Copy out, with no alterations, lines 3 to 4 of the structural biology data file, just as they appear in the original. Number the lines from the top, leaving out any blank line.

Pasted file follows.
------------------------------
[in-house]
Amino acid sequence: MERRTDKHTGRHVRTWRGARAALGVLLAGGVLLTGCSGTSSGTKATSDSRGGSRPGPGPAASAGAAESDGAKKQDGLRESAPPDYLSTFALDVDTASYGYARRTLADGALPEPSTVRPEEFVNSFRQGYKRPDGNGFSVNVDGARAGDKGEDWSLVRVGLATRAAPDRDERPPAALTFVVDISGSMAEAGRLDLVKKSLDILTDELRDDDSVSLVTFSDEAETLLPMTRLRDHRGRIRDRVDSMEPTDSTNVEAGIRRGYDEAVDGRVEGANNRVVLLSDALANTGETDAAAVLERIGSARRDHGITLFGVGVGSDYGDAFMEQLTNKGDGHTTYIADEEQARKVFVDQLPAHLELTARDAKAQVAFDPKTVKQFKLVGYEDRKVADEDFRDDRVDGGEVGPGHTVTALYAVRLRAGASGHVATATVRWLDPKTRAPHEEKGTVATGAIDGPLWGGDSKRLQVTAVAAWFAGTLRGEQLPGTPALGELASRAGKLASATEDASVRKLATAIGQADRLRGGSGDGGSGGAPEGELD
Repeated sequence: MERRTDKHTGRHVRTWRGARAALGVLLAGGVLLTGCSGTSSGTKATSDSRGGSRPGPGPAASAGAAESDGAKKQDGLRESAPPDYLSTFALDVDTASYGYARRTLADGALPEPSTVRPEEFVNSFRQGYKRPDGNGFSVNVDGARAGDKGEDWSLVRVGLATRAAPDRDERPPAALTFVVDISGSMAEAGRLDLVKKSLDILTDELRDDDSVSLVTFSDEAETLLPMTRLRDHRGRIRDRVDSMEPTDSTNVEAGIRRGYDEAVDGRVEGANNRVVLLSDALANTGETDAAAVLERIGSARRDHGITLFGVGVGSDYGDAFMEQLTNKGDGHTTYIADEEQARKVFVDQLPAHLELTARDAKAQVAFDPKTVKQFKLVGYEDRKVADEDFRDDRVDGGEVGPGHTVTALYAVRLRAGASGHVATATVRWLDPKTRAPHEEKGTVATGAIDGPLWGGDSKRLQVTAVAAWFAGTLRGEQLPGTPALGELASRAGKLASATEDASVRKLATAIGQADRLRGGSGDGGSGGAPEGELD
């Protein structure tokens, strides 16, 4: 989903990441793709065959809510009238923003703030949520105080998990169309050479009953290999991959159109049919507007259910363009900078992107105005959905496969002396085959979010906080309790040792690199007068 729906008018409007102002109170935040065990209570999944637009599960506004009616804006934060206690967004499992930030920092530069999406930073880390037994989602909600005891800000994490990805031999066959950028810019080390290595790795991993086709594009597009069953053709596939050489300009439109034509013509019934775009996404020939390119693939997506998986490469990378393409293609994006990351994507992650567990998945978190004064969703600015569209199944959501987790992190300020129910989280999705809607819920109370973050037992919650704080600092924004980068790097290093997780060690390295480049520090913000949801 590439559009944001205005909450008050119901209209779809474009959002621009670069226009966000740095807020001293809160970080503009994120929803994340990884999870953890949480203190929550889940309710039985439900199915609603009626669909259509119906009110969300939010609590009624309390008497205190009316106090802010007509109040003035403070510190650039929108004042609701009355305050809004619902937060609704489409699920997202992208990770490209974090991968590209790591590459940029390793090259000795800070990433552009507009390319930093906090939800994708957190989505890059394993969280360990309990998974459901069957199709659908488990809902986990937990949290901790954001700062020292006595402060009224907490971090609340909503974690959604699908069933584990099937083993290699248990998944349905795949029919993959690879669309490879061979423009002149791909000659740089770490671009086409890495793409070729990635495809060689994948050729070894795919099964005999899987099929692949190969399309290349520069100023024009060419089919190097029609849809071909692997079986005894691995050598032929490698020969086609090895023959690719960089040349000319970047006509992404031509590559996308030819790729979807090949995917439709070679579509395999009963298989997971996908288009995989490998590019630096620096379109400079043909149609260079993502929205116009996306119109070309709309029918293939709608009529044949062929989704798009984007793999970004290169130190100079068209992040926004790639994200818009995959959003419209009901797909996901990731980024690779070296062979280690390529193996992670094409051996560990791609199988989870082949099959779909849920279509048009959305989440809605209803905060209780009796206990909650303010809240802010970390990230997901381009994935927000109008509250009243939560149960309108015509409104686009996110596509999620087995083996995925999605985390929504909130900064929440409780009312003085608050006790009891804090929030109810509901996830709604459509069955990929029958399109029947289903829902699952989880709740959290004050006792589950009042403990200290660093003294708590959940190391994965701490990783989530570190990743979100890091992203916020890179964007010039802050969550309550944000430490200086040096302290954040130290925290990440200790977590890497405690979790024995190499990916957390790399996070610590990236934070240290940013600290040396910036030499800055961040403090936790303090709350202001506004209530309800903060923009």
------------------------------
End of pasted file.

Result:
Repeated sequence: MERRTDKHTGRHVRTWRGARAALGVLLAGGVLLTGCSGTSSGTKATSDSRGGSRPGPGPAASAGAAESDGAKKQDGLRESAPPDYLSTFALDVDTASYGYARRTLADGALPEPSTVRPEEFVNSFRQGYKRPDGNGFSVNVDGARAGDKGEDWSLVRVGLATRAAPDRDERPPAALTFVVDISGSMAEAGRLDLVKKSLDILTDELRDDDSVSLVTFSDEAETLLPMTRLRDHRGRIRDRVDSMEPTDSTNVEAGIRRGYDEAVDGRVEGANNRVVLLSDALANTGETDAAAVLERIGSARRDHGITLFGVGVGSDYGDAFMEQLTNKGDGHTTYIADEEQARKVFVDQLPAHLELTARDAKAQVAFDPKTVKQFKLVGYEDRKVADEDFRDDRVDGGEVGPGHTVTALYAVRLRAGASGHVATATVRWLDPKTRAPHEEKGTVATGAIDGPLWGGDSKRLQVTAVAAWFAGTLRGEQLPGTPALGELASRAGKLASATEDASVRKLATAIGQADRLRGGSGDGGSGGAPEGELD
């Protein structure tokens, strides 16, 4: 989903990441793709065959809510009238923003703030949520105080998990169309050479009953290999991959159109049919507007259910363009900078992107105005959905496969002396085959979010906080309790040792690199007068 729906008018409007102002109170935040065990209570999944637009599960506004009616804006934060206690967004499992930030920092530069999406930073880390037994989602909600005891800000994490990805031999066959950028810019080390290595790795991993086709594009597009069953053709596939050489300009439109034509013509019934775009996404020939390119693939997506998986490469990378393409293609994006990351994507992650567990998945978190004064969703600015569209199944959501987790992190300020129910989280999705809607819920109370973050037992919650704080600092924004980068790097290093997780060690390295480049520090913000949801 590439559009944001205005909450008050119901209209779809474009959002621009670069226009966000740095807020001293809160970080503009994120929803994340990884999870953890949480203190929550889940309710039985439900199915609603009626669909259509119906009110969300939010609590009624309390008497205190009316106090802010007509109040003035403070510190650039929108004042609701009355305050809004619902937060609704489409699920997202992208990770490209974090991968590209790591590459940029390793090259000795800070990433552009507009390319930093906090939800994708957190989505890059394993969280360990309990998974459901069957199709659908488990809902986990937990949290901790954001700062020292006595402060009224907490971090609340909503974690959604699908069933584990099937083993290699248990998944349905795949029919993959690879669309490879061979423009002149791909000659740089770490671009086409890495793409070729990635495809060689994948050729070894795919099964005999899987099929692949190969399309290349520069100023024009060419089919190097029609849809071909692997079986005894691995050598032929490698020969086609090895023959690719960089040349000319970047006509992404031509590559996308030819790729979807090949995917439709070679579509395999009963298989997971996908288009995989490998590019630096620096379109400079043909149609260079993502929205116009996306119109070309709309029918293939709608009529044949062929989704798009984007793999970004290169130190100079068209992040926004790639994200818009995959959003419209009901797909996901990731980024690779070296062979280690390529193996992670094409051996560990791609199988989870082949099959779909849920279509048009959305989440809605209803905060209780009796206990909650303010809240802010970390990230997901381009994935927000109008509250009243939560149960309108015509409104686009996110596509999620087995083996995925999605985390929504909130900064929440409780009312003085608050006790009891804090929030109810509901996830709604459509069955990929029958399109029947289903829902699952989880709740959290004050006792589950009042403990200290660093003294708590959940190391994965701490990783989530570190990743979100890091992203916020890179964007010039802050969550309550944000430490200086040096302290954040130290925290990440200790977590890497405690979790024995190499990916957390790399996070610590990236934070240290940013600290040396910036030499800055961040403090936790303090709350202001506004209530309800903060923009």